Methicillin-resistant Staphylococcus aureus (MRSA) is a serious problem for anyone who gets an infection but especially so for residents of nursing homes.
Two in 100 people in the general public carry MRSA, according to the Centers for Disease Control and Prevention (CDC), but one out of four nursing home residents harbor the bacteria in some settings. People who harbor MRSA but who do not show signs of infection can spread the bacteria to workers, visitors and to other residents, potentially causing widespread infection.
MRSA is a type of bacteria that is resistant to many antibiotics. MRSA is a staph infection that can cause severe problems, including pneumonia, bloodstream infections, and surgical site infections. Bloodstream infections are common and fatal in the elderly, as is pneumonia.
Most cases of MRSA occur as skin infections, according to the U.S. National Library of Medicine (NLM). Red, swollen skin that is painful to the touch is a sign of a staph skin infection. MRSA typically spreads through direct contact with an infected wound. Contaminated hands, particularly those of healthcare providers, can also spread MRSA.
MRSA infections tend to be severe for patients in healthcare facilities, with staph infecting the bloodstream, heart, lungs, other organs, urine, or surgical site.
Symptoms of severe MRSA infections include:
- Chest pain
- Shortness of breath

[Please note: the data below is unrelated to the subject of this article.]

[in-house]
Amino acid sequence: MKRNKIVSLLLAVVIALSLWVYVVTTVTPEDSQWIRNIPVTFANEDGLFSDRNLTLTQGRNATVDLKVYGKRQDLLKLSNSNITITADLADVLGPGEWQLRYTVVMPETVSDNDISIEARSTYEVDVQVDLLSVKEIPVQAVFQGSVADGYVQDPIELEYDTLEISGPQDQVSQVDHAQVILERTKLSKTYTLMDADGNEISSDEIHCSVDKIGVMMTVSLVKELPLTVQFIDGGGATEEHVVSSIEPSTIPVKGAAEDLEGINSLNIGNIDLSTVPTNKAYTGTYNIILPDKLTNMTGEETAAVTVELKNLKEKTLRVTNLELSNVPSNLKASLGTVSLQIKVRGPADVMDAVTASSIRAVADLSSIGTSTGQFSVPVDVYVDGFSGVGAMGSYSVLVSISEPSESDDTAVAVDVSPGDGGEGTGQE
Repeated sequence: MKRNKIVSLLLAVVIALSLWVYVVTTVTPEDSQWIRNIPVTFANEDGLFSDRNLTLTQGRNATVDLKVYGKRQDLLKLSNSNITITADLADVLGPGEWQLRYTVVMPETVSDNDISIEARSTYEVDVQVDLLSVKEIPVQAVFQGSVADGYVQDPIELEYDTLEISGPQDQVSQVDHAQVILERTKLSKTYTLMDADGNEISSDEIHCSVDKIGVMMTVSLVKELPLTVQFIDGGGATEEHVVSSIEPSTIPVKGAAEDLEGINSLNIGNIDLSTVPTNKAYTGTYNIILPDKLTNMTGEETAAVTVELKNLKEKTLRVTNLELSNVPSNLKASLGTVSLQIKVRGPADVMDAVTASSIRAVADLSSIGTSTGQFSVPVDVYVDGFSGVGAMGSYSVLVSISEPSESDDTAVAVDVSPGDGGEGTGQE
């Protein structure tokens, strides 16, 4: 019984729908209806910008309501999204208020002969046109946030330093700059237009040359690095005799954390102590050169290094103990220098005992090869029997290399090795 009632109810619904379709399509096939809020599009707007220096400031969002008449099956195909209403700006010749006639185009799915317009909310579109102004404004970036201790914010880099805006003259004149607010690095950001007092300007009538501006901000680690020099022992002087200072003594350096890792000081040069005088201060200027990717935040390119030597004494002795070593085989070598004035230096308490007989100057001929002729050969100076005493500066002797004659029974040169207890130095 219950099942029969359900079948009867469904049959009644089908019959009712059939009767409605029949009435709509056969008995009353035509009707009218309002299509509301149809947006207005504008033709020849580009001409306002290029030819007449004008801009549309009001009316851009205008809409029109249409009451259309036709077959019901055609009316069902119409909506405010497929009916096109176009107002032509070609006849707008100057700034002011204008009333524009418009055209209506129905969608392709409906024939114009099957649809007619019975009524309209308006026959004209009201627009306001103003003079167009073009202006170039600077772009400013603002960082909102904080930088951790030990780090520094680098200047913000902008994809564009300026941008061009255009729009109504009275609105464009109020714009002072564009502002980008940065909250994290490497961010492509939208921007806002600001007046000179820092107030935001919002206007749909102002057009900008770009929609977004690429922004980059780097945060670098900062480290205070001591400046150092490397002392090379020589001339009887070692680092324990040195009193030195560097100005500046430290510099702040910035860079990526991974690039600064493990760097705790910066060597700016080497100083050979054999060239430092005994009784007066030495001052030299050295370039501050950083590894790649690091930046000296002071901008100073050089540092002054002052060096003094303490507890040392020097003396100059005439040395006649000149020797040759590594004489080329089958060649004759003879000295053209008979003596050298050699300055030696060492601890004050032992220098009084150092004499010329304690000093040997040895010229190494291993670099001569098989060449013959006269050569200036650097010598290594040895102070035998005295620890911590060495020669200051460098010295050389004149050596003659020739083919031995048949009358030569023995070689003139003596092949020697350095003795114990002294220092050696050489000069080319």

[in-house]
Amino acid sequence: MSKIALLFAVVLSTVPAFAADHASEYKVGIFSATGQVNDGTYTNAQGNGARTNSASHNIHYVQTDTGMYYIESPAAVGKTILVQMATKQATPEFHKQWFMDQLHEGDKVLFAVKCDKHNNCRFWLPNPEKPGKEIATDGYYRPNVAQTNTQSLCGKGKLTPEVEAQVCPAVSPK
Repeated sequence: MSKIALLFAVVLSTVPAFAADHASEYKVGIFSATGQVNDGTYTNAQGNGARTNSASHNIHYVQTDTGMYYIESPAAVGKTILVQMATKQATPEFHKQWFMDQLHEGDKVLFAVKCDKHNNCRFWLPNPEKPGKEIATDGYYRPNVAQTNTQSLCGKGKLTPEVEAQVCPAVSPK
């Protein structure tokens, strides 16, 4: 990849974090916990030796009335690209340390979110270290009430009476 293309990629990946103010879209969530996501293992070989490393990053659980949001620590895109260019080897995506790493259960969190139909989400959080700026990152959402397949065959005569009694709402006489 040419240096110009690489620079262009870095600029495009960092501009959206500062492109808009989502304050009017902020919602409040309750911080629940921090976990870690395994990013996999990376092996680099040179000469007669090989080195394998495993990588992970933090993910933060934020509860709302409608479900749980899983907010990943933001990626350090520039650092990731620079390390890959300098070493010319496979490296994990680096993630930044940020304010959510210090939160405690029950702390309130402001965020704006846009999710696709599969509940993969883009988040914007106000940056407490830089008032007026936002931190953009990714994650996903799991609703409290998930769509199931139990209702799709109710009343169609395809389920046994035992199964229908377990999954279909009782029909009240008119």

- Fever, chills
- Chronic wound
MRSA Infection is Common and Has Serious Consequences for the Elderly
A study published in the Journal of Infection shows that patients over the age of 75 accounted for more than 40 percent of all MRSA cases. The researchers found that most cases were healthcare-related and mostly from geriatric centers. They also found that age is an independent risk factor for overall mortality and that infection was more frequently of an unknown origin in elderly patients.
The scientists conducted a prospective study at 21 Spanish hospitals. They included patients diagnosed with MRSA between June 2008 and December 2009. The focus of the study was to compare episode diagnosed in patients aged 75 or more with younger patients.
Out of 579 episodes of MRSA identified, 231 (39.9 percent) occurred in patients over the age of 75. Older patients suffered significantly higher comorbidity rates at 52.8 vs. 44 percent and considerably more severe underlying disease when compared with people under the age of 75. Early mortality and overall mortality were significantly more frequent in the 75+ age group, with early mortality rates of 12.1 vs. 6 percent and overall mortality of 42.9 vs. 23 percent.
Why are Older Adults at Risk?
Older adults are at greater risk for developing an antibiotic-resistant infection. An older person has likely taken antibiotics many times in the past, which causes the body to develop some level of resistance to these drugs. Older adults are also more likely to have a weakened immune system, which makes the elderly more vulnerable to infection.
Living in a nursing home also puts older adults at greater risk for contracting MRSA because it puts seniors in close quarters with those harboring the bacteria. The infection can enter a facility in a number of ways. New residents and residents returning from the hospital can carry bacteria in; visitors can also introduce MRSA into a facility. Residents and staff members can transport the bacteria from one area of the facility to another.